PLEASE NOTE:


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Subject: Chambery meteorite
To: cambridge-conference@livjm.ac.uk
Date sent: Tue, 22 Apr 1997 16:03:46 -0500 (CDT)
From: pib@nwu.edu

I have been trying to find out more information about the purported meteorite
strike of April 11 (or possibly April 4) 1997 in Chambery, France. This
meteorite is claimed to have to set a vehicle on fire. I found the following
AP report in various secondary sources, but I was not able to verify its
contents with the usual online AP sources.

Meteorite Strikes French Car

CHAMBERY, France (AP) -- A three-pound meteorite tore through the roof
of a parked car Friday in this French Alpine city, setting the vehicle
on fire but causing no injuries.

Police said the small, molten-basalt rock fell from the sky around 3
a.m. Scientists at the nearby University of Savoie pronounced it
non-radioactive.

The car's owner - awakened by the crash and fire - refused to believe it
was a meteorite and insisted on filing an arson complaint with police.

This account probably suffers from translation problems. I assume
"molten-basalt rock" translates a French technical term. It would be nice
to know exactly what that original term was.

Futher reports add more details. For example, in alt.future.millenium,
Eugene A. Calame says:

What was identified as a meteorite struck an auto in the French town
of Chambery.

A smoking, molten, piece of material was found on the roof of the auto
and was identified by university scientist as a block of magna from
outer space. It weighed about three pounds. There was also some
strange substance like soot and bits of black ice which were melting.

Wade Nelson in alt.disasters.aviation reports similarly:

A meteorite hit a car and set it on fire in the French Alpine town of
Chambery Friday, French radio said. Firemen found a piece of smoking
molten material on the roof of the car, and local university
scientists identified it as a three pound block of basalt magma from
outer space. "It looked like soot. What was strange was that there was
something like ice, small bits of black ice which were melting," a
fireman said.

A pointer to an original French report would be most helpful. Chambery is a
university town, so hopefully we can look forward to authoritative comments
from someone at the university.

-- Phil "Pib" Burns
Northwestern University, Evanston, IL. USA
pib@nwu.edu
http://pibweb.it.nwu.edu/~pib/



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Date sent: Tue, 22 Apr 1997 12:23:50 -0400 (EDT)
From: HUMBPEIS <B.J.PEISER@livjm.ac.uk>
Subject: Planets, Comets & the BBC
To: cambridge-conference@livjm.ac.uk
Priority: NORMAL

PLANETS, COMETS & THE BBC


From: sadie.holland@bbc.co.uk (Sadie Holland)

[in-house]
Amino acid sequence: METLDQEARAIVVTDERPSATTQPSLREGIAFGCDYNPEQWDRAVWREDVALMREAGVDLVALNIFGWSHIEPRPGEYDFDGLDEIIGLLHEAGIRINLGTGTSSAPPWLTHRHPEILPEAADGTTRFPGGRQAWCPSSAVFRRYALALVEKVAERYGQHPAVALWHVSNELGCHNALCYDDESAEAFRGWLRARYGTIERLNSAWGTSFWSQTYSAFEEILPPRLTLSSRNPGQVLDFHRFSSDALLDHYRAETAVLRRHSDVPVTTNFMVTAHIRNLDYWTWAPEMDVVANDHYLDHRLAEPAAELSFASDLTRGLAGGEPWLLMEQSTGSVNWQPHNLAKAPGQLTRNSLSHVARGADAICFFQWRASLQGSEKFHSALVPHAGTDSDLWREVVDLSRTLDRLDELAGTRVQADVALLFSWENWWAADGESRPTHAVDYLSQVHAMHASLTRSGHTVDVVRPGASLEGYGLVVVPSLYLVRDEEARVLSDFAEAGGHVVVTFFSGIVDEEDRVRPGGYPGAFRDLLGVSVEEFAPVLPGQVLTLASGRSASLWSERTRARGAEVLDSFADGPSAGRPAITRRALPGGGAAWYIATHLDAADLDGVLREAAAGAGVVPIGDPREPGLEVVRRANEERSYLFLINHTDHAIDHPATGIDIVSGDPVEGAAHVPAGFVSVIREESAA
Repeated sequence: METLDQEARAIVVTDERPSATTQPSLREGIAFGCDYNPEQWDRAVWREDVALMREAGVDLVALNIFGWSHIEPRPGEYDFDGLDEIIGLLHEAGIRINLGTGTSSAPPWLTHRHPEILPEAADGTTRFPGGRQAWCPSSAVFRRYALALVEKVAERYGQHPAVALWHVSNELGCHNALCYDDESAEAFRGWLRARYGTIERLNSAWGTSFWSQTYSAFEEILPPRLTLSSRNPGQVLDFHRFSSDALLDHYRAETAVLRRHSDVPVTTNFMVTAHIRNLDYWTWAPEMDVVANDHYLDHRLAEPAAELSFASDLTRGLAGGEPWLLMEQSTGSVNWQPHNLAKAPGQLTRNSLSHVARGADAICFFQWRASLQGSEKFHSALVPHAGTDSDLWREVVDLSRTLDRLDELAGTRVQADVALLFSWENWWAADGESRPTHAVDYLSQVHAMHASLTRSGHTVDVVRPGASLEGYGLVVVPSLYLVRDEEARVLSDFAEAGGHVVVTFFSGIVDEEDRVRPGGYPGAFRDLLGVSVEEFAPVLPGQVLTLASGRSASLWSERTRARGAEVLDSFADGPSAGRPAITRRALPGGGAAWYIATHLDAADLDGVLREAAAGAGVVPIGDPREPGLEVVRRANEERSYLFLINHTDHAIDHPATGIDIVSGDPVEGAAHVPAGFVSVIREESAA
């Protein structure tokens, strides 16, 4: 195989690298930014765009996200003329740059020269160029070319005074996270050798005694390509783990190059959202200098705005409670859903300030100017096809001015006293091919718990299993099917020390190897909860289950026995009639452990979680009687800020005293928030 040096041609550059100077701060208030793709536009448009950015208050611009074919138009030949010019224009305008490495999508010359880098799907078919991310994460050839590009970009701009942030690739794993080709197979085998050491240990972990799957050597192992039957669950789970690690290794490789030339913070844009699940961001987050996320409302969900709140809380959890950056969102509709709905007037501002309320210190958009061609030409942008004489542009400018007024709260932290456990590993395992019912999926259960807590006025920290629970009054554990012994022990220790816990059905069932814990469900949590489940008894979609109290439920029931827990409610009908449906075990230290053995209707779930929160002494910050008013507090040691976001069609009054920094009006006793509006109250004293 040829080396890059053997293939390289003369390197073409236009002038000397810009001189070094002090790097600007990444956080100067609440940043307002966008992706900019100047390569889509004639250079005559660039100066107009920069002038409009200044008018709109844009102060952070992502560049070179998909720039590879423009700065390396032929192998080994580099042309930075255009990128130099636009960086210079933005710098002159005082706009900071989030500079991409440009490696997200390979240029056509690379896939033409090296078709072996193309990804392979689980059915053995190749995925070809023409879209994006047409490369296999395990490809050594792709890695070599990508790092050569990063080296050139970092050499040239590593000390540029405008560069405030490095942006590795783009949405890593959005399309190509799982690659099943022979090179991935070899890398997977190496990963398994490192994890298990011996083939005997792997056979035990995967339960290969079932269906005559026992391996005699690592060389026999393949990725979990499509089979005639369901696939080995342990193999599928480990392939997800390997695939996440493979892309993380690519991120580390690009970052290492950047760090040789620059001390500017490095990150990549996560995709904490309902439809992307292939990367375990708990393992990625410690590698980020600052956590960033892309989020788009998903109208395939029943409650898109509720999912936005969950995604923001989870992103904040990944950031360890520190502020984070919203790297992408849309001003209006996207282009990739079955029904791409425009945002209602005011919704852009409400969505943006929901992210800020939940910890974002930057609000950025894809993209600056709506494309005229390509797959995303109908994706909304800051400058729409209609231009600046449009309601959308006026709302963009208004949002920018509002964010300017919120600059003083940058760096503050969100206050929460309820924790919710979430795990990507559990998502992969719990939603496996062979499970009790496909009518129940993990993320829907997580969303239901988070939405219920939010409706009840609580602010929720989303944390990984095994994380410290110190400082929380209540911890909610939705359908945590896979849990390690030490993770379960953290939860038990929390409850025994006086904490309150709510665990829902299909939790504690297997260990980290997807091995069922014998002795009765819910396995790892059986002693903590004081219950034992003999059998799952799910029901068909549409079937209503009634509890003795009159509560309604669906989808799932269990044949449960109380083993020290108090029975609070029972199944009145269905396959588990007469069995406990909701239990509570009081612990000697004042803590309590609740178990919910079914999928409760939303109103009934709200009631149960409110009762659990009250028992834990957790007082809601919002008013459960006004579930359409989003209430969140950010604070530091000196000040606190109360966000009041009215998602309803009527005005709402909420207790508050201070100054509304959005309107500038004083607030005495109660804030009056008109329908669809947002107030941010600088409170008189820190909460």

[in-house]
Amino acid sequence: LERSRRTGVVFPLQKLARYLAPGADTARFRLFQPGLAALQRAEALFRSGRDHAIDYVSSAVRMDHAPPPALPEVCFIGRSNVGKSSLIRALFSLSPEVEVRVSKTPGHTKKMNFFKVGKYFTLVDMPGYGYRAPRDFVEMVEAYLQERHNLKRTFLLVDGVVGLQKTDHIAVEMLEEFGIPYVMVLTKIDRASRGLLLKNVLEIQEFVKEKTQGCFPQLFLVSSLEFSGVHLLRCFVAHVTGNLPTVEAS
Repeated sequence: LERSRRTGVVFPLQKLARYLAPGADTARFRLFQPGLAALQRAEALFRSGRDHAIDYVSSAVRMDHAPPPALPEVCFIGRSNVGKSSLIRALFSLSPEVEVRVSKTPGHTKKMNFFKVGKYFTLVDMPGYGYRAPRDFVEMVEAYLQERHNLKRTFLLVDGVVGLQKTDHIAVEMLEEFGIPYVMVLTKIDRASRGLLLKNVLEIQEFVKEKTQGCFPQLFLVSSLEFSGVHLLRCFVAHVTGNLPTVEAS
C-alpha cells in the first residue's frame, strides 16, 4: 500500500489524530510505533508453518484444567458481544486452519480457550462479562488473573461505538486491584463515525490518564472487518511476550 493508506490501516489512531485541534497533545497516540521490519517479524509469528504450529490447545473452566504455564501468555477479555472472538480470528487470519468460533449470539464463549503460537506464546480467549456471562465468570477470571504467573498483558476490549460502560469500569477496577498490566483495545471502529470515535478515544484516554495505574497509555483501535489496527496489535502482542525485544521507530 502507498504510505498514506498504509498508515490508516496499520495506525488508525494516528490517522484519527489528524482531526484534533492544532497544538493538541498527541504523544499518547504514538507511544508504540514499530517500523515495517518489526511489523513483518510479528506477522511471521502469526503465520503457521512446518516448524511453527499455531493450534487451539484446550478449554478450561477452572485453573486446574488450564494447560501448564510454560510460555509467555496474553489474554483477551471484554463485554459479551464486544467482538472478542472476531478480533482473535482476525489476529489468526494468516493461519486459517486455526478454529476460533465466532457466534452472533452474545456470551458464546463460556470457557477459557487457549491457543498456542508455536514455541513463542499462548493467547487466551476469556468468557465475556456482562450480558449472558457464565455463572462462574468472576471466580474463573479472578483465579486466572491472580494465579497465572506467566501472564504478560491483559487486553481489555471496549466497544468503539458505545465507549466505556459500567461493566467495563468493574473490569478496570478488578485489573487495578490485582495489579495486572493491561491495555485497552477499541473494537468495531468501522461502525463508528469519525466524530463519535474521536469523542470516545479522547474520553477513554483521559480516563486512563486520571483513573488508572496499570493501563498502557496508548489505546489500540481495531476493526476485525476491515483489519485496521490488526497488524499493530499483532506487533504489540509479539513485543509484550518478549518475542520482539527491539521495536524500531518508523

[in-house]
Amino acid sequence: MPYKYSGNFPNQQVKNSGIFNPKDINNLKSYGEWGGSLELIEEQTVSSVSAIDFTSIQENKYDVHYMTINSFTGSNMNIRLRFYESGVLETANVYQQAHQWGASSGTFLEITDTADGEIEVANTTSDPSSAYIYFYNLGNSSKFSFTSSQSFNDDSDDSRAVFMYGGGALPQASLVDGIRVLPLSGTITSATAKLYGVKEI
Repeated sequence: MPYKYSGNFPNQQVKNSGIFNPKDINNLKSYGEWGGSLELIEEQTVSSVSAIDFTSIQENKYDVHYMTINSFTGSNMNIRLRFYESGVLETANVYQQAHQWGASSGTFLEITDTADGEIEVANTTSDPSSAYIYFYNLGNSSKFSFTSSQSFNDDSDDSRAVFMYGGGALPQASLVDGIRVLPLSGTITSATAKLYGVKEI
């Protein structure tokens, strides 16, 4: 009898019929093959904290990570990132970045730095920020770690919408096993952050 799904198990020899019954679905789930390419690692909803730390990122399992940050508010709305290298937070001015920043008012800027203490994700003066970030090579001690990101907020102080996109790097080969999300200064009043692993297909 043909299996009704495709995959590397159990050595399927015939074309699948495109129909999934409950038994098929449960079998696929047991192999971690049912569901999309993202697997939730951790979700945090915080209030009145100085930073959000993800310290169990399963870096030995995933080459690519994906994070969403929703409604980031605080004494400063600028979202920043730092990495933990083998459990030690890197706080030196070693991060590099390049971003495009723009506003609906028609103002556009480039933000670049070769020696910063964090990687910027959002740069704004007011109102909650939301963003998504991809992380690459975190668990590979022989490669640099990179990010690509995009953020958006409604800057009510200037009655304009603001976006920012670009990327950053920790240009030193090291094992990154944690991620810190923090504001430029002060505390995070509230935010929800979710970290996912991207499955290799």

Subject: BBC's Planets


The BBC has just started production on a major 8 part
television series on the planets, which will be broadcast
here and around the world in 1999. We are not devoting one
programme to each planet, but treating the series as a
celestial voyage around the solar system dropping in on
planets, moons, asteroids, comets and of course the sun.

Each programme will explore different themes from the
mysterious geological forces which fashioned the distant
moons and the rocky planets, to the fiery forces at play in
the atmospheres of the gaseous giants.

The series is also about the planetary scientists who
through breathtaking mathematics, meticulous attention to
detail and the patience of Gods (!) have unveiled all we
know about our cosmic neighbourhood. Stories of discovery
from distant history will be woven together with moments
from recent planetary missions - painting a picture which
reveals why planetary scientists care about their work.

At the moment the eight programmes are panning out as
follows:

1 - Origins and formation of the solar system, comets,
asteroids & ancient concepts in astronomy
2 - Our Moon - the exploratory goal which sucked us into
space
3 - Atmospheres & extra-terrestrial weather systems
4 - Geology of the Solar System - from icy moons to fiery
planets
5 - The Gas Giants
6 - The Rocky Planets - sibling comparisons
7 - The Future Evolution of our Solar System
8 - Beyond the Solar System - other proto-planetary discs

We are hoping to look at life throughout the series: we
feel it is too massive a topic to put in one programme
alone, and we also think that there are so many points of
cross reference that it will be very natural to think about
the conditions in which life might be sustained when
looking at the different planets and their satellites.

At this stage we are looking for possible stories to tell
in the series, hence my writing to you. We are looking for
planetary scientists and historians who can enthuse about
their favourite parts of the solar system. We would like to
convey the excitement - as well as the frustration - of
research, so would you be prepared to tell us about your
greatest triumphs and the pits of despair? What drew you to
planetary research? Which are the questions you would most
like to see answered in your lifetime? Which were the
greatest moments in the history of astronomy?

If you have a chance and would like to help, do let me know
your thoughts on the series, and tell me some stories. If
you could recommend anyone else in planetary sciences and
astronomy community who has a story to tell, or who I
should contact for advice, I should be most grateful.

I look forward to hearing from you.

Sadie Holland

tel: 0181 752 6790
fax: 0181 752 6155
e-mail: sadie.holland@bbc.co.uk



CCCMENU CCC for 1997

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